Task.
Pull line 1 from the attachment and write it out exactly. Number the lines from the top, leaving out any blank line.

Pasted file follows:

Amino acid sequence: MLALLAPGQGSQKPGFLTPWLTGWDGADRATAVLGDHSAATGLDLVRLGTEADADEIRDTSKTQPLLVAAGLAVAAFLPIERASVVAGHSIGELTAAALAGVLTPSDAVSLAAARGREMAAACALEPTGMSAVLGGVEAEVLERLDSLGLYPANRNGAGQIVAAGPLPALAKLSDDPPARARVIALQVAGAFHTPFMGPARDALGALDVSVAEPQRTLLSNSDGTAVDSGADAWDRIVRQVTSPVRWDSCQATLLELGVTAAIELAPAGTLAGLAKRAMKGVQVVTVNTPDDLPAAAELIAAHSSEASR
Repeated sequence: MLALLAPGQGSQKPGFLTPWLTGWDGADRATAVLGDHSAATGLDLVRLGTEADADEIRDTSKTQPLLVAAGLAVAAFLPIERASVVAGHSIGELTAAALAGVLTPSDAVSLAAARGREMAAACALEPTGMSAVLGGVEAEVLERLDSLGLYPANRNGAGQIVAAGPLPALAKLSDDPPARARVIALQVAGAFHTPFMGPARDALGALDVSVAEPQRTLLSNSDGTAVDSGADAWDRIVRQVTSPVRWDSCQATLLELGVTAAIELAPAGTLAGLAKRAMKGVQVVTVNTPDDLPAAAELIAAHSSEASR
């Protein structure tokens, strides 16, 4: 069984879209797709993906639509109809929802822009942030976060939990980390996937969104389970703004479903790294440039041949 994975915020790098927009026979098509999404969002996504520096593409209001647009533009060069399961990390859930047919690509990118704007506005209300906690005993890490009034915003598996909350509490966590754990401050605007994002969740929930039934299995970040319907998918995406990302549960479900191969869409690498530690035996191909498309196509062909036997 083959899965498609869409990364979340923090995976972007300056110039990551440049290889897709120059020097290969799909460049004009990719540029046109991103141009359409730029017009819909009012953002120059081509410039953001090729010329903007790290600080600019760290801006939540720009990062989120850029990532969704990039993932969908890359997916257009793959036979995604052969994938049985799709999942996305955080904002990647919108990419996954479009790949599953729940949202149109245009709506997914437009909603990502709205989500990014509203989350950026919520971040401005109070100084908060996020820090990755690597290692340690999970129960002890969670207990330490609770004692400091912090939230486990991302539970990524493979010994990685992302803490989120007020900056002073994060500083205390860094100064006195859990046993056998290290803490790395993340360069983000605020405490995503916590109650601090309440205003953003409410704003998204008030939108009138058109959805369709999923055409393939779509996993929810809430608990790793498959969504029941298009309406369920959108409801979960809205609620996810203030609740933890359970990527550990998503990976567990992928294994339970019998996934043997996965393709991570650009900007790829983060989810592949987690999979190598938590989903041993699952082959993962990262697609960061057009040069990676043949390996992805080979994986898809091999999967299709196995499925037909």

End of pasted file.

Amino acid sequence: MLALLAPGQGSQKPGFLTPWLTGWDGADRATAVLGDHSAATGLDLVRLGTEADADEIRDTSKTQPLLVAAGLAVAAFLPIERASVVAGHSIGELTAAALAGVLTPSDAVSLAAARGREMAAACALEPTGMSAVLGGVEAEVLERLDSLGLYPANRNGAGQIVAAGPLPALAKLSDDPPARARVIALQVAGAFHTPFMGPARDALGALDVSVAEPQRTLLSNSDGTAVDSGADAWDRIVRQVTSPVRWDSCQATLLELGVTAAIELAPAGTLAGLAKRAMKGVQVVTVNTPDDLPAAAELIAAHSSEASR